THE backers of an Edinburgh start-up that uses by-products from the whisky industry to make food for animals and fish have ploughed a further £1 million into the business to enable it to scale its operations over the coming year.

Business angel group Equity Gap, Scottish Enterprise’s Scottish Investment Bank and University of Edinburgh venture fund Old College Capital collectively invested £500,000 in MiAlgae in the middle of 2018.

They have now joined forces with Hillhouse Group, a Troon-based quarry business, to plough a further £1m into the firm.

Hillhouse came on board as an investor after being impressed with the contribution MiAlgae can make to the circular economy, with the investment marking the first time it has looked outside its own market sector.

MiAlgae, which was founded by then University of Edinburgh masters student Douglas Martin in 2016, will use the cash to double the size of its business premises, commission a plant to demonstrate its technology and to add five new hires to its eight-strong staff over the next 12 months.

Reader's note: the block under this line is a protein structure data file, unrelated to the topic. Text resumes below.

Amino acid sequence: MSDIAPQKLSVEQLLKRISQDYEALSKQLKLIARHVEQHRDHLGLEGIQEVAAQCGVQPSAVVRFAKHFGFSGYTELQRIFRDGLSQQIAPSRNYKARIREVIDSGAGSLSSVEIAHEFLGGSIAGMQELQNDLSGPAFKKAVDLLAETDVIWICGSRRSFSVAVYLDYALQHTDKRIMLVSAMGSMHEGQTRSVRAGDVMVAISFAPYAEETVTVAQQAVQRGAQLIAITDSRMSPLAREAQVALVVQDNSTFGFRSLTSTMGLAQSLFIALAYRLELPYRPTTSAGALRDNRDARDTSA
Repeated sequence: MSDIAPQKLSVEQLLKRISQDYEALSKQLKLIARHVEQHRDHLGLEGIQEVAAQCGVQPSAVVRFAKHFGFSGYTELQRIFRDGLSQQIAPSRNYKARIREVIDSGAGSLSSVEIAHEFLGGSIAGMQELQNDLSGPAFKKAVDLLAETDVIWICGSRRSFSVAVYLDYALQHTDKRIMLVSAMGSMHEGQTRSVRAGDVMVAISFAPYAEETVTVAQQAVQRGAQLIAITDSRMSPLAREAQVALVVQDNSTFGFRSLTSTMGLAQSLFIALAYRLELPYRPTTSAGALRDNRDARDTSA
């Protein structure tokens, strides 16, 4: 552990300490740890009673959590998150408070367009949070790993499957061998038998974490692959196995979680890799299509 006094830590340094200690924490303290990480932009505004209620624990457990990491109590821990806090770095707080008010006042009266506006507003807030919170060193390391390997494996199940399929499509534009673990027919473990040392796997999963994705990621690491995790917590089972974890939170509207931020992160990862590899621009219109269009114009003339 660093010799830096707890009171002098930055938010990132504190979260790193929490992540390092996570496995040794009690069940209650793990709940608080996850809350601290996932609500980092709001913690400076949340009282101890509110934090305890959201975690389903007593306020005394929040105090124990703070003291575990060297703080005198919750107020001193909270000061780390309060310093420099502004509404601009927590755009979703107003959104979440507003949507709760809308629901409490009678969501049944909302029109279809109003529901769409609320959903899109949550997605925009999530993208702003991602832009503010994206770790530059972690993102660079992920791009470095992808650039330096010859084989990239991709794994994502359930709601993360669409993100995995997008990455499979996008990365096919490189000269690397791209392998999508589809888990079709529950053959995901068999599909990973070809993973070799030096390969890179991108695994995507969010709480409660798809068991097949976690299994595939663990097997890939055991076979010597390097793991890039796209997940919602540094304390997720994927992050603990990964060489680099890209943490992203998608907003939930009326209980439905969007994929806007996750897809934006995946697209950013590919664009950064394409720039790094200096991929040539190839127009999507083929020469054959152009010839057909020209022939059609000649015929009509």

Mr Martin, who came up with the idea for the business while studying for an MSc in synthetic biology and biotechnology, said the additional investment would allow the firm to “turn our attention to growing the business”.

MiAlgae makes supplements for livestock and aquaculture feed using microalgae grown in the water-based waste created in the production of whisky.

Its supplements are high in Omega-3, meaning the business can not only make use of waste products but can also reduce the need to catch wild fish as a source of Omega-3. The business estimates that one tonne of its algae produces the same amount of Omega-3 as 30 tonnes of wild fish.

Mr Martin, who gained an undergraduate degree in biotechnology from the University of Pretoria, first became interested in working with algae after seeing it bloom while he was working on an offshore wind farm off the coast of Germany.

Andrew Vernon, managing director of Hillhouse Group, said: “Through the application of biotechnology, MiAlgae is finding solutions to feed the world’s population, and with the global aquaculture industry set to double in size in the next ten years, this is a very promising business.”